Contact dermatitis is a reaction that occurs as a result of skin contact with certain substances. 80% of these reactions are due to irritation (for example: hand washing as a result of dishwashing) and 20% are allergic reactions. The reaction does not occur immediately after contact. Symptoms that occur 1-3 days after exposure usually disappear after 1 week or more. The skin becomes red, itchy, inflamed and blistered. While the reaction is usually most severe at the contact site, it can also occur in other areas of the skin.
It is easy to develop in people with a genetic predisposition. It is more likely to occur as a result of intense contact with poisonous wall ivy and oak, but can also occur as a result of short-term contact. Allergic contact dermatitis is more common in adults.
Which Substances Most Commonly Cause Allergic Contact Dermatitis?
Poison wall ivy and poison oak are the plants most responsible. Poison ivy can grow on the ground, as well as on vines and trees. A resin called urushiol in these plants causes reactions. This substance is used to make hand tools and some clothes.
Some other plants, metals, cosmetics, and some drugs are also responsible for the reactions. About 3000 chemicals can cause allergic dermatitis. People who use them continuously may develop contact dermatitis one day.
Which Metals Cause Contact Dermatitis?
Nickel, chromium, and mercury are the metals that most commonly cause contact dermatitis. Nickel is found in many jewellery, belt buckles, and wristwatches. It is also found in zippers, snaps, hooks and eyeglass frames on dresses. With the use of chromium with nickel, reactions to chromium-plated materials have begun to be seen in people who have a reaction to nickel.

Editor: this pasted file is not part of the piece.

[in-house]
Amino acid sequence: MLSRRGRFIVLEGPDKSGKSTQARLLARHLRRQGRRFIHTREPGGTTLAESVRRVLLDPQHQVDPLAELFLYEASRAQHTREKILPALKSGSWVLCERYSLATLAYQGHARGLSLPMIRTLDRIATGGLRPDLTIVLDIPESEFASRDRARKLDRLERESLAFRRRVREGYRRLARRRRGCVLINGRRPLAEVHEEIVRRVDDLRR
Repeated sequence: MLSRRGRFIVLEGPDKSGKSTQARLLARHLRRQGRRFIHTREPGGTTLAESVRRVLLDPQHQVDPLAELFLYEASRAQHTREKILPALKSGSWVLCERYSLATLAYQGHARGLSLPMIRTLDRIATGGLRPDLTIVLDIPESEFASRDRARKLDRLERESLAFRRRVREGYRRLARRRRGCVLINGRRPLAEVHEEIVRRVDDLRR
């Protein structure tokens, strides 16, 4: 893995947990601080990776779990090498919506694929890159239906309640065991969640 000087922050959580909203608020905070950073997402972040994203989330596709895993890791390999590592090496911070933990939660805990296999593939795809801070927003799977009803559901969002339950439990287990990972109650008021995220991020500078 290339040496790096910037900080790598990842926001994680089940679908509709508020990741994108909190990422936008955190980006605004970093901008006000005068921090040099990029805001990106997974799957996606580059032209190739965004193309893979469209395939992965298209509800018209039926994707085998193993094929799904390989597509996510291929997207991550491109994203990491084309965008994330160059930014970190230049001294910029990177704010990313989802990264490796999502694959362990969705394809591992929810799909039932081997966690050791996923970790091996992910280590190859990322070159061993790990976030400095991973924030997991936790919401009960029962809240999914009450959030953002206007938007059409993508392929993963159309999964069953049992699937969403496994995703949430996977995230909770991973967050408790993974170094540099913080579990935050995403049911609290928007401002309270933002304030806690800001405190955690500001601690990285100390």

Mercury in contact lens solutions also causes problems in some sensitive people. People who are sensitive to mercury should carefully read the labels on their contact lens solutions. However, many contact lens solutions do not contain mercury. Avoiding these metals is the most important treatment method. Stainless steel and 14 carat gold should be used instead of nickel. They contain very little nickel (there is very little nickel under 18 carat).
Can Cosmetics Cause Allergic Skin Reactions?
Many cosmetics, from hair dyes to nail polishes, can cause allergic contact dermatitis. Paraphenylenediamine found in hair dyes is the most common causative agent. Dyes used for clothes can also cause it. Perfumes, eyeshadows, nail polishes, lip paints, and sunscreens can do the same.
Using hypoallergenic products is one of the smartest ways. These products do not contain perfumes and dyes that may cause an allergic reaction. They can be found easily.
What Types of Drugs Cause Allergic Contact Dermatitis?
The most common cause is neomycin found in antibiotic creams. Penicillin, sulfa drugs, local anesthetics and preservatives in drugs are other responsible factors. Healthcare workers, especially physicians and dentists, are the people most at risk due to frequent contact with these substances.
Your allergist can advise you on the treatment of Contact Dermatitis with medications.
What is the Treatment of Allergic Contact Dermatitis?
After contact, the skin should be rubbed with soap and water.
Resin-containing products and clothing should be washed before reuse.
Antihistamines can be used to prevent itching. Allergic contact dermatitis does not leave scars unless the symptoms are infected or itchy too much.
Apply a wet cold compress (prepared by mixing 1 liter of water, 50 milliliters of vinegar) to the inflamed area where the bubbles have not burst. Calamine lotion prevents itching as well as provides drying.
The most effective treatment is cortisone. In mild reactions, creams with low cortisone content can be used. If there are moderate reactions, high-strength cortisone creams are used. Cortisone pills may be required for very severe reactions.
Allergy vaccine therapy is still in the experimental stage.
The best treatment is to avoid the causative agent.